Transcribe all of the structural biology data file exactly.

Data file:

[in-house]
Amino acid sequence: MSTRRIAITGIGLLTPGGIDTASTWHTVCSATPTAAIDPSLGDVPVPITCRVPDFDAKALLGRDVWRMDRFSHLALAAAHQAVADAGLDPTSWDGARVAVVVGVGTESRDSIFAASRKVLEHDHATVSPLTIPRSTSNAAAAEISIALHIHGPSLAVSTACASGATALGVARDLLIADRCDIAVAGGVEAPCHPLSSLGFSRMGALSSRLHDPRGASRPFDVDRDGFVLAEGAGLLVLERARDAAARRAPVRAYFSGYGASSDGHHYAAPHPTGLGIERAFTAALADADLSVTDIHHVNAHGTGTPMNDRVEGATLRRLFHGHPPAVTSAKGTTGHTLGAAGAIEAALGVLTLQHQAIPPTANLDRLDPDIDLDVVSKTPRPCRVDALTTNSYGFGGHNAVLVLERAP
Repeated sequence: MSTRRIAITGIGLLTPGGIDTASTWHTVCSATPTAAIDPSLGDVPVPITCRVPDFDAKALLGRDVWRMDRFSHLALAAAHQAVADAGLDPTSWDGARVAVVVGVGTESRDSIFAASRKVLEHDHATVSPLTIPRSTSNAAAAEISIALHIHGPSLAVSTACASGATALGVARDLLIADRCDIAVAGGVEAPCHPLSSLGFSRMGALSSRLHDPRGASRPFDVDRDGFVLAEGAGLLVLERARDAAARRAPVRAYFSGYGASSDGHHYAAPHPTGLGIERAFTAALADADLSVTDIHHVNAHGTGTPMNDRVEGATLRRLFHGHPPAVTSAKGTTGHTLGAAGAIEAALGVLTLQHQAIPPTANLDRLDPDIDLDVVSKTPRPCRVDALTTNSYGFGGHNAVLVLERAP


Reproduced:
[in-house]
Amino acid sequence: MSTRRIAITGIGLLTPGGIDTASTWHTVCSATPTAAIDPSLGDVPVPITCRVPDFDAKALLGRDVWRMDRFSHLALAAAHQAVADAGLDPTSWDGARVAVVVGVGTESRDSIFAASRKVLEHDHATVSPLTIPRSTSNAAAAEISIALHIHGPSLAVSTACASGATALGVARDLLIADRCDIAVAGGVEAPCHPLSSLGFSRMGALSSRLHDPRGASRPFDVDRDGFVLAEGAGLLVLERARDAAARRAPVRAYFSGYGASSDGHHYAAPHPTGLGIERAFTAALADADLSVTDIHHVNAHGTGTPMNDRVEGATLRRLFHGHPPAVTSAKGTTGHTLGAAGAIEAALGVLTLQHQAIPPTANLDRLDPDIDLDVVSKTPRPCRVDALTTNSYGFGGHNAVLVLERAP
Repeated sequence: MSTRRIAITGIGLLTPGGIDTASTWHTVCSATPTAAIDPSLGDVPVPITCRVPDFDAKALLGRDVWRMDRFSHLALAAAHQAVADAGLDPTSWDGARVAVVVGVGTESRDSIFAASRKVLEHDHATVSPLTIPRSTSNAAAAEISIALHIHGPSLAVSTACASGATALGVARDLLIADRCDIAVAGGVEAPCHPLSSLGFSRMGALSSRLHDPRGASRPFDVDRDGFVLAEGAGLLVLERARDAAARRAPVRAYFSGYGASSDGHHYAAPHPTGLGIERAFTAALADADLSVTDIHHVNAHGTGTPMNDRVEGATLRRLFHGHPPAVTSAKGTTGHTLGAAGAIEAALGVLTLQHQAIPPTANLDRLDPDIDLDVVSKTPRPCRVDALTTNSYGFGGHNAVLVLERAP